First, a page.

• While Richert claimed the Stehno situation was a byproduct of general disagreements between Sprint and Amdocs over the division of responsibilities, there was no change in the relationship between Amdocs and Sprint or in Amdocs’ responsibility on the project after Richert’s phone call. L.F. 328; 294.

• Stehno was the sole casualty in this situation. The end result of the conversation did not affect anyone else’s employment or consulting status L.F. 289.

• Amdocs’ responsibilities on the project did not change following Stehno’s termination. L.F. 381-382.

• Hood, Stehno’s manager, was never told that Amdocs should not use DBAs. L.F. 381.

• Stehno was himself replaced on the project, suggesting that the concern did not relate to the position or the number of Amdocs personnel working on the project. L.F. 294.

• Ivensky’s testimony regarding Richert’s specific comments during their phone conversations and in her e-mail demonstrates that Richert was not acting to protect a legitimate economic interest in preventing DBAs from working on the project. Richert’s e-mail raised two separate issues: the DBA/ADBA issue and that she did not recommend Stehno. Tr. 785.

• Richert did not indicate that her concern was that Stehno was working as a DBA. L.F. 287. Rather, Richert indicated a preference for not hiring Stehno. Tr. 789.

• Richert’s concerns regarding Stehno had nothing to do with his job title or duties and Ivensky understood that the ADBA/DBA issue was a separate issue from Stehno. Tr. 790, 807.

• The e-mail Richert and Ivensky exchanged also demonstrate that the issues were separate by numbering them as separate items and addressing them as separate paragraphs. L.F. 406-407.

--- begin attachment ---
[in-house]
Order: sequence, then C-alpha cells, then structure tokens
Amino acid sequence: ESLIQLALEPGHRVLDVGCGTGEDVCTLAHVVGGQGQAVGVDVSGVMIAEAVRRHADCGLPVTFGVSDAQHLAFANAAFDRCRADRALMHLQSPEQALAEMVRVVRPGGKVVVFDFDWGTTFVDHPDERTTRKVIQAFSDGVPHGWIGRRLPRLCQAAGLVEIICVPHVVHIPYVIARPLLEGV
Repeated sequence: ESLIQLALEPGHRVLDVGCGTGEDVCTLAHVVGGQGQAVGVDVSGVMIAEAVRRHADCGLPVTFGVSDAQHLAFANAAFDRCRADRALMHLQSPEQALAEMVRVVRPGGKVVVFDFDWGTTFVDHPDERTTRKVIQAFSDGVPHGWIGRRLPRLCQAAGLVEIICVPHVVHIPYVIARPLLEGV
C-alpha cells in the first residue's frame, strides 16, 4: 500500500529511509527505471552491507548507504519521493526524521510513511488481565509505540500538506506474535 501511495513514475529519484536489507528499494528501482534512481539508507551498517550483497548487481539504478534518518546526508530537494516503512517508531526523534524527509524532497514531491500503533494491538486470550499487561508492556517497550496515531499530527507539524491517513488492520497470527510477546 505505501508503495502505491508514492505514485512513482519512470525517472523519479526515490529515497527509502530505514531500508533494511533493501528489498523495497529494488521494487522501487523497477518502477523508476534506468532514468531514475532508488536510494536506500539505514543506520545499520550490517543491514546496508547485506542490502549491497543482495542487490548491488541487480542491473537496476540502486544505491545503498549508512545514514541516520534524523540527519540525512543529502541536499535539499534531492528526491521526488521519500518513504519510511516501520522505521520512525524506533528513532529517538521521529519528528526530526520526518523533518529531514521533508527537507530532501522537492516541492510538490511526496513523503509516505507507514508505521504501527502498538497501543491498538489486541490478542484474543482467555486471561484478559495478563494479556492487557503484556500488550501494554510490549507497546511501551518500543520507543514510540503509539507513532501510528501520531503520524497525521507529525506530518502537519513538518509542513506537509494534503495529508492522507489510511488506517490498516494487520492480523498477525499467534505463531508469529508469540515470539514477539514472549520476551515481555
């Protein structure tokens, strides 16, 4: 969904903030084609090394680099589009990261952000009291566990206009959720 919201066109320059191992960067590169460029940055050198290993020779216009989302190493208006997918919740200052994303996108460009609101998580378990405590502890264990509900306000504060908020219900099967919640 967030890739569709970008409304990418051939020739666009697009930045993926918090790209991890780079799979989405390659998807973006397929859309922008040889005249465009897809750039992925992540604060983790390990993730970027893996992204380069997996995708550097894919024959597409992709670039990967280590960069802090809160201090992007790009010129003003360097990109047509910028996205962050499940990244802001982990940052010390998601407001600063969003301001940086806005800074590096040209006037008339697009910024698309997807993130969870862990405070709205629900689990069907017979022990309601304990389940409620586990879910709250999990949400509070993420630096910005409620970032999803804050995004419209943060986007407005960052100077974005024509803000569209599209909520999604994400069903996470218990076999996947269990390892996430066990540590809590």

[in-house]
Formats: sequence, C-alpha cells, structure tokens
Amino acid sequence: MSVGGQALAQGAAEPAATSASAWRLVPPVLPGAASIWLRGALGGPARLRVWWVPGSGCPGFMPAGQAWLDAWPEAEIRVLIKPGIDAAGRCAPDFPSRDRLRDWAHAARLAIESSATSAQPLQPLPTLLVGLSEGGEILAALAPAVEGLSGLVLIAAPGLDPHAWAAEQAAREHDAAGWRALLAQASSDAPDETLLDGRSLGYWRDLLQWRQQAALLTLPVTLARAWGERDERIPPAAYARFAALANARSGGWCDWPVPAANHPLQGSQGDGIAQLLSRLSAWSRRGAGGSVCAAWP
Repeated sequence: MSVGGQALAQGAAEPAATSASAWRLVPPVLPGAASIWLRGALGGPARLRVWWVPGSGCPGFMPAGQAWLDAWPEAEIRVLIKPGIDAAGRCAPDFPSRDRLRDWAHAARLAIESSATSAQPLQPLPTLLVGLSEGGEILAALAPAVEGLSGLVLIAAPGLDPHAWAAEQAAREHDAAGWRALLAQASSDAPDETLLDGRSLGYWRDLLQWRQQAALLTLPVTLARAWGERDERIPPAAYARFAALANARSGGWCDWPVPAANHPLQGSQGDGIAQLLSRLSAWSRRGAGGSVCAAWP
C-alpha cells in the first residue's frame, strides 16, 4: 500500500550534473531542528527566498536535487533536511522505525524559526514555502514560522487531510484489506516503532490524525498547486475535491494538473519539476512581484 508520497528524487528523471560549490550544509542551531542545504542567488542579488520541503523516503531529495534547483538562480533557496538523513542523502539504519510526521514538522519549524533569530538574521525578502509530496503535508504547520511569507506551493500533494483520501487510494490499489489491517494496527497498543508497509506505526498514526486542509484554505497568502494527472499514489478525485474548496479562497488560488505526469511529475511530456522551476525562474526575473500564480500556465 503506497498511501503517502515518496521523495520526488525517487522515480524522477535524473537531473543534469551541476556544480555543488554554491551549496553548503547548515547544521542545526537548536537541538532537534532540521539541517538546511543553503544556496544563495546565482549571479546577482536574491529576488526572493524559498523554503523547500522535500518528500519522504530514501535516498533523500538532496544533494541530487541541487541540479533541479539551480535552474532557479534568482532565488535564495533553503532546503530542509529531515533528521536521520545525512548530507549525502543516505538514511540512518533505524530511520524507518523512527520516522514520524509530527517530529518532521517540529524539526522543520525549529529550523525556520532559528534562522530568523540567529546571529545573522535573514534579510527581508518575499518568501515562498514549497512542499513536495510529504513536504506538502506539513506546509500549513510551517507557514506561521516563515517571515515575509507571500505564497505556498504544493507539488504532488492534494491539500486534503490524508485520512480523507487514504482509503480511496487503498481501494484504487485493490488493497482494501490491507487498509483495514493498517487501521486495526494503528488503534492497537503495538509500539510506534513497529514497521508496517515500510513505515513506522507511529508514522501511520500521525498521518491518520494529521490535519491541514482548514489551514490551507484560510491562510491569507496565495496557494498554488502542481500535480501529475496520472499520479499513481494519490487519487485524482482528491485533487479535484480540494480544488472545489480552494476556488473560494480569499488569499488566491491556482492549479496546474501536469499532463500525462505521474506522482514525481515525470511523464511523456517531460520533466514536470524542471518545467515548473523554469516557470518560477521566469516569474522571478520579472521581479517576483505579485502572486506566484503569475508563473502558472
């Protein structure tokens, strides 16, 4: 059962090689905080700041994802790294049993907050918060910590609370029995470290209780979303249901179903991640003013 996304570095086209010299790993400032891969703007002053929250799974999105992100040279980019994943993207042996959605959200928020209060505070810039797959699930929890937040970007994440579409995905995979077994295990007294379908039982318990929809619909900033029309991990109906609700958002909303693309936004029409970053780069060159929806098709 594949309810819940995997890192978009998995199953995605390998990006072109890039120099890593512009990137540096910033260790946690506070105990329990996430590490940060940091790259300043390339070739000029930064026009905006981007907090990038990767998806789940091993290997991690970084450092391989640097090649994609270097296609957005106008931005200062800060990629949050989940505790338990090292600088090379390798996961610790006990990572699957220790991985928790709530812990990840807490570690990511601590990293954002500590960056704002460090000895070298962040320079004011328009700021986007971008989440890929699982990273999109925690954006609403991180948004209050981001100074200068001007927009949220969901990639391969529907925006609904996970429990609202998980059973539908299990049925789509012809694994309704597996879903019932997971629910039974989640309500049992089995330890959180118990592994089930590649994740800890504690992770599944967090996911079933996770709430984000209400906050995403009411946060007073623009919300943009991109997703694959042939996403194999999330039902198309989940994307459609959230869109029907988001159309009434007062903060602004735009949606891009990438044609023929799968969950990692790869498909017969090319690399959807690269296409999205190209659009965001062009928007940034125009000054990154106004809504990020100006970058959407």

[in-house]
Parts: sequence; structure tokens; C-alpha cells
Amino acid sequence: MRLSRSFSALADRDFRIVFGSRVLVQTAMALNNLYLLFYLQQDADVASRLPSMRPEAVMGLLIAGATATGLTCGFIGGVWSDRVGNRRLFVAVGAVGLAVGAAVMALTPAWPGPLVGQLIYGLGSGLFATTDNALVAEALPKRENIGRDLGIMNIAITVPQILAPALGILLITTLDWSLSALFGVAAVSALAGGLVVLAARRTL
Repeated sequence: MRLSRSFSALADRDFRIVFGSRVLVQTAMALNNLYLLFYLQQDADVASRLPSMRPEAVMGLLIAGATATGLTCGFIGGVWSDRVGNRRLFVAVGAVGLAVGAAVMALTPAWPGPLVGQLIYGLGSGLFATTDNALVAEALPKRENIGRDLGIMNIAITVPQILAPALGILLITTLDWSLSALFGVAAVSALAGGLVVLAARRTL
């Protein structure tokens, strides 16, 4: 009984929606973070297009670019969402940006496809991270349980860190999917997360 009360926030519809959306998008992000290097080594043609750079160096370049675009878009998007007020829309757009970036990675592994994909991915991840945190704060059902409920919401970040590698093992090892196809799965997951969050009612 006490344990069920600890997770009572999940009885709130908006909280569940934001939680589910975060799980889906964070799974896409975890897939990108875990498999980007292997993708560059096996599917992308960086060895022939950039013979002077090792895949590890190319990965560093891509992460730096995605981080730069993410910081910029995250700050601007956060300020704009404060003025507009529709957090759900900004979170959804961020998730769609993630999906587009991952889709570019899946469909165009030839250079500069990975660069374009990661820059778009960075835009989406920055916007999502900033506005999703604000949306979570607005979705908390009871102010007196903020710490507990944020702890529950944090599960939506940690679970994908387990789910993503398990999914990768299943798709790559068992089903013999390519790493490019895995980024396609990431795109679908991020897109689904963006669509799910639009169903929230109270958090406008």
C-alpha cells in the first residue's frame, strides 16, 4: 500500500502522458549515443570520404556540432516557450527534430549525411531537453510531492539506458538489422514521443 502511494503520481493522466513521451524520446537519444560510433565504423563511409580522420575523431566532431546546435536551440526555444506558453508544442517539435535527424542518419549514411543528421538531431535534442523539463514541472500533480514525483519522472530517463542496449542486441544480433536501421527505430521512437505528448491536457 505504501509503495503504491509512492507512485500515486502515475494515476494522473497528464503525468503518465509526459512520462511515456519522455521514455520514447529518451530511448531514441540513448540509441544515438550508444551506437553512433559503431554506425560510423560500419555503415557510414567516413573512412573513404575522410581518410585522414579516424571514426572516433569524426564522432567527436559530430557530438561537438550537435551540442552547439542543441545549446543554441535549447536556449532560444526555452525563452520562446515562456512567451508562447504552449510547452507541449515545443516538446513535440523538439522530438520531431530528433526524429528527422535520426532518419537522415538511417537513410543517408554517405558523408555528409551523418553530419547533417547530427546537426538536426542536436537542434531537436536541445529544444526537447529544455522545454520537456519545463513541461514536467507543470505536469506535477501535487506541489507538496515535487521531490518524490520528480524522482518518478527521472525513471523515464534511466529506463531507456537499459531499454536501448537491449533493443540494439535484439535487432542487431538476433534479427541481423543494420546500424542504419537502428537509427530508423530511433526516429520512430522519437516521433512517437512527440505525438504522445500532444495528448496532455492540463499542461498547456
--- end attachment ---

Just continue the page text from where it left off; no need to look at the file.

This evidence overwhelmingly demonstrates that Stehno proved that Richert was not acting to protect any alleged economic interest in interfering with his placement at Amdocs, thereby establishing a submissible case, justifying Judge Connett’s Order granting a new trial.

4. This Court’s Opinion also overlooks significant evidence regarding the use of improper means. While this Court refers in passing to Stehno’s arguments regarding improper means, the Opinion overlooks significant evidence on this issue including evidence of false statements and threats. The Court’s Opinion overlooks the following evidence demonstrating false statements about Stehno:

• The inconsistencies between Richert’s testimony and her written communications with Amdocs demonstrates that Richert misrepresented facts to Amdocs regarding plaintiff.

• Richert testified that she did not have any more conflicts with plaintiff than with other DBAs under her supervision. L.F. 313.

• Stehno testified that he got along well with Richert and that she gave him positive feedback. Tr. 528-529.

• Mike Rivera, who placed Stehno in Richert’s department, discussed Stehno with Richert on a regular basis. Tr. 654-655.

• Rivera spoke with Richert monthly and her feedback about Stehno was always positive. Tr. 655.

• Richert never mentioned any conflicts between Stehno and others. Tr. 655.

• Rivera also testified that Stehno’s multiple renewals were considered positive feedback in the industry. Tr. 656; L.F. 391.

• Richert indicated to Rivera that Stehno was an “excellent contributor” and they “want to keep John as part of the team.” Tr. 657; L.F. 391.

• Richert also stated that Stehno was “an asset to our team.” Tr. 658.

• In contrast, in her e-mail communication to Amdocs, Richert referred to Stehno as a “magnet for conflict” and “high maintenance.” L.F. 406.

The jury could easily conclude that Richert’s statements were misrepresentations of fact given her inconsistent actions and testimony. Moreover, these were false statements tending to prejudice Stehno in his business. This Court also overlooked evidence that Richert’s e-mail conveyed a threat regarding the Sprint contract to Amdocs, including the following:

• Ivensky felt the “we” in Richert’s e-mail was Richert representing the group as a whole. Tr. 803.

• Richert reinforced this concept by copying her e-mail to higher management individuals at Sprint, like Sherry. L.F. 406-408.